The Footnik is essentially a soccer bar, but the owners assured Time Out that for major events, the screens will for a time be focusing on Vancouver. The bars has projectors as well as large flat-screen TVs on which to watch proceedings.

The difference between the Osaki bar and the original pub in Ebisu is the clientele. While Ebisu tends to cater more for a foreign crowd, with many locals having frequented the bar since it opened in 2001, the Osaki branch, which opened in 2007, is frequented mainly by Japanese working in offices and living in the newly developed area.

The menu consists of standard British pub grub and includes English and Mexican weekly specials and favourites such as fish and chips (all meals around ¥1,000). A pint will set you back between ¥900 and ¥1,300, with ¥200 off most drink during happy hour (3:00pm-7:00pm).

Address: Think Park Bldg. 1F, 2-1-1 Osaki, Shinagawa, Tokyo
Telephone: (03)5759 1044
Open: Mon-Sun 11am-1am
Website: www.footnik.net/english/

The Black Sheep (Ikebukuro)

Opened in 1998, The Black Sheep is the long-established bar for foreigners in Ikebukuro, and will be showing the Olympics at all times other than during foreign soccer and rugby game broadcasts. The bar has a cosy feel, holding a maximum of around 50 people, standing room included.

On the food menu, the highlight is the bar’s steak and chips plate at ¥1,000. Beers cost from ¥700 to ¥900 and happy hour is from 6pm to 8pm every day, with cocktails at ¥500 and beers ranging in price from ¥500 to ¥700.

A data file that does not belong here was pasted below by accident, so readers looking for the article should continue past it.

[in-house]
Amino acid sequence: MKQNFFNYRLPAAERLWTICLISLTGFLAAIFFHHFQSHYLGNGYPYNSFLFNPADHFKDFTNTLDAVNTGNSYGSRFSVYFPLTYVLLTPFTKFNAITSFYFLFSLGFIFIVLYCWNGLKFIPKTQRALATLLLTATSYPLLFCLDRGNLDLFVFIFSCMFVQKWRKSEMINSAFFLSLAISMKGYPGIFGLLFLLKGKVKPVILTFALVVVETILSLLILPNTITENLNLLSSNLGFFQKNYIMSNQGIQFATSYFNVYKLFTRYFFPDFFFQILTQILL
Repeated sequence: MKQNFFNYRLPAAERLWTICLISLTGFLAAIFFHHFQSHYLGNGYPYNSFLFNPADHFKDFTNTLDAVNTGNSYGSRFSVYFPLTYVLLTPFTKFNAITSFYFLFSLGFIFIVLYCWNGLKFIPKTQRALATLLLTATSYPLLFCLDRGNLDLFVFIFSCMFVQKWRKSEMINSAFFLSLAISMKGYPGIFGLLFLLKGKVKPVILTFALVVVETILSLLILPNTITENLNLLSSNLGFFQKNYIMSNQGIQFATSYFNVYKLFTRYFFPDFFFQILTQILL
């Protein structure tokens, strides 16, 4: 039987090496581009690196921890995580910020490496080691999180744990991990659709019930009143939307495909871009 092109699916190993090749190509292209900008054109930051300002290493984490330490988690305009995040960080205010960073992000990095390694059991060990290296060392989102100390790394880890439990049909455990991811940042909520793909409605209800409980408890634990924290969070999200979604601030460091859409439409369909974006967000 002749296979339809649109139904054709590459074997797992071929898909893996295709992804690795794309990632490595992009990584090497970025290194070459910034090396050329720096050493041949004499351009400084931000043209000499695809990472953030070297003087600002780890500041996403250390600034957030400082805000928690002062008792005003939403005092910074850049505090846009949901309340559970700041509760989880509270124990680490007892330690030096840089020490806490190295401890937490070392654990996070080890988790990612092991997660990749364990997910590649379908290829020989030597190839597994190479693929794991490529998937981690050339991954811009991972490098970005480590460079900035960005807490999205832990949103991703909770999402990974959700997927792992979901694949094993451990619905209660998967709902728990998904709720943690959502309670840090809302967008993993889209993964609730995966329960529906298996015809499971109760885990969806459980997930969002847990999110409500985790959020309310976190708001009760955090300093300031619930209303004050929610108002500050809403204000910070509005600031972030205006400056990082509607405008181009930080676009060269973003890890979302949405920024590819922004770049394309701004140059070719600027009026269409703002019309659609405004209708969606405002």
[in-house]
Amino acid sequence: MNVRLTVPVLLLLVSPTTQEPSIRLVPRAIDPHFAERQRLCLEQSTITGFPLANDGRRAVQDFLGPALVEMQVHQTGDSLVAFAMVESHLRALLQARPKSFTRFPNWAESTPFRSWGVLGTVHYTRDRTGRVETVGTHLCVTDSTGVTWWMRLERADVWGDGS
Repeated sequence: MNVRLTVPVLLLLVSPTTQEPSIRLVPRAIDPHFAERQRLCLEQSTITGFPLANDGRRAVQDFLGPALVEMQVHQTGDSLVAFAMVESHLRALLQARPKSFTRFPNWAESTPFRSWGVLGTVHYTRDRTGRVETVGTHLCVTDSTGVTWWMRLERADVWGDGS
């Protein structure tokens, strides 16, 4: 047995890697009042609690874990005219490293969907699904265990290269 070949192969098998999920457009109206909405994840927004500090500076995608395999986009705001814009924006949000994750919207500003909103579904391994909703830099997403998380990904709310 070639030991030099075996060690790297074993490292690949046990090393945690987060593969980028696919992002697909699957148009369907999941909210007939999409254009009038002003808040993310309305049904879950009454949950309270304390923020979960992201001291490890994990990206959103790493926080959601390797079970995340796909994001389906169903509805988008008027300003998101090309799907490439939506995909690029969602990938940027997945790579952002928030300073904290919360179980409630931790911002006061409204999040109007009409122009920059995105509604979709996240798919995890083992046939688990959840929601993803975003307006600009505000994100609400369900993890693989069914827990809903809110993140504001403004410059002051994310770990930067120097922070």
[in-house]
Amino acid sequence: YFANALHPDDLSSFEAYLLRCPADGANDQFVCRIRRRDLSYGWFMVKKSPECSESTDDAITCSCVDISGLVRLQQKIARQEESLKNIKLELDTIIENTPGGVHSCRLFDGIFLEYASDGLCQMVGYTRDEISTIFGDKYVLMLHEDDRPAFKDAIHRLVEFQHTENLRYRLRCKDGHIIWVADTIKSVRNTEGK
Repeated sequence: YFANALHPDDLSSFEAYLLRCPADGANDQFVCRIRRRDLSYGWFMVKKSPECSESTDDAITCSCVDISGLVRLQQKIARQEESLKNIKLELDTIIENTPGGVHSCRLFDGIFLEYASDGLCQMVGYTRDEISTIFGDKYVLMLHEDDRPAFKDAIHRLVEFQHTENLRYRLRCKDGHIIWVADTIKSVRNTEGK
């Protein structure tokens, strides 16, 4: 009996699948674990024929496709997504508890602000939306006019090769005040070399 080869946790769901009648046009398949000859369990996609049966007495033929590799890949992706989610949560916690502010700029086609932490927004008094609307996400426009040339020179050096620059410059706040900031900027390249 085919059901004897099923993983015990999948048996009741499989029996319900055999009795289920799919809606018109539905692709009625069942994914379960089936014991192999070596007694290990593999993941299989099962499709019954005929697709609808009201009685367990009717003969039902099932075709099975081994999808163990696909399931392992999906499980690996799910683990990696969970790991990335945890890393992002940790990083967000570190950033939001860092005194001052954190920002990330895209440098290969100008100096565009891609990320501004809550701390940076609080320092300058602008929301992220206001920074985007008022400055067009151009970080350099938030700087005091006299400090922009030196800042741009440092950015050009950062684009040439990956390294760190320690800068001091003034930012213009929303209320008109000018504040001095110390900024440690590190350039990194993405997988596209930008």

Address: 1-7-12 Higashi-Ikebukuro, Toshima, Tokyo
Telephone: (03)3987 2289
Open: Sun-Thu 6pm-1am; Fri, Sat 6pm-2am.
Website: theblacksheep.jp/

The Meguro Tavern (Meguro)

With a 60-inch flat screen television, a number of smaller TVs and a projector, The Meguro Tavern is fully equipped for any sporting event one may wish to watch. The bar, established in 1998, also has one of the friendliest landlords in the capital – Garth – who is more than happy to tell tales of his adventures as a photographer in the 1980s to curious patrons.

The pub is famed for its weekly all-you-can-eat Sunday roast (¥1,950, from noon until food runs out), which serves up three types of meat, roast and mashed potatoes, vegetables and probably the best Yorkshire puddings in Asia. Beers are ¥950-¥1,000 a pint and one must be purchased with any Sunday roast order, though normally most people have had five or six by early evening.

Address: Sunwood Meguro Bldg. 2F, 1-3-28, Shimomeguro, Meguro, Tokyo
Telephone: (03)3779 0280
Open: Mon-Fri 6pm-1am; Sat 5pm-1am: Sun: 12noon-11pm
Website: www.themegurotavern.com/

Wagan (Ebisu)

This small, cheap and cheerful izakaya near Ebisu's West Exit is dominated by one feature – its television. The TV has pride of place in the bar and the staff are happy to put on whatever customers want to watch. Beers are ¥450, and ¥300 during happy hour (5:30pm-7pm) and most dishes cost less than ¥500. The place has a local feel, and while the menu may not be so different from that of a chain izakaya's, the quality of the food is much better. The staff speak little English, however, and the menus are only in Japanese.

Address: 1F 1-2-12, Ebisu Miniami, Shibuya, Tokyo
Telephone: (03)3715 5554
Open: 11.30am-3pm; 5.30pm-3am
Website: www.ebisuwagan.com/

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By Richard Smart
Please note: All information is correct at the time of writing but is subject to change without notice.